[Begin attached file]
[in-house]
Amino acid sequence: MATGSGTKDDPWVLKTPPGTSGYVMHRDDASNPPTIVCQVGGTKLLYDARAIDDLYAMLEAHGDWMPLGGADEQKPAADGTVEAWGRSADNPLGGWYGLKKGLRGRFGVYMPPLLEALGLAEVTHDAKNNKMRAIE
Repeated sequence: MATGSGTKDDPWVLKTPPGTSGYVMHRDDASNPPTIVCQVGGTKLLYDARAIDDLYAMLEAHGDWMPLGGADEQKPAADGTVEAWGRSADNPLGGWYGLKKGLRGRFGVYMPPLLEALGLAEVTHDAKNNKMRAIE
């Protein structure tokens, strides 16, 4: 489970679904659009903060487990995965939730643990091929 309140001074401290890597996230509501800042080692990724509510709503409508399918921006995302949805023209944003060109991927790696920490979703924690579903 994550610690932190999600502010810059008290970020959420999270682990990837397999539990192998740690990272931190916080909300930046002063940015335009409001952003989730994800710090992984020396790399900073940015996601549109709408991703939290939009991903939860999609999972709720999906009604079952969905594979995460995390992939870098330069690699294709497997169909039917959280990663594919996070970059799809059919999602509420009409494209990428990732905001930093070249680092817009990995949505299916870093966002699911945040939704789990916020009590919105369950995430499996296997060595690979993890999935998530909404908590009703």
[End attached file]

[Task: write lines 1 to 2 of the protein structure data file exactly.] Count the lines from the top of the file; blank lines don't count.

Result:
[in-house]
Amino acid sequence: MATGSGTKDDPWVLKTPPGTSGYVMHRDDASNPPTIVCQVGGTKLLYDARAIDDLYAMLEAHGDWMPLGGADEQKPAADGTVEAWGRSADNPLGGWYGLKKGLRGRFGVYMPPLLEALGLAEVTHDAKNNKMRAIE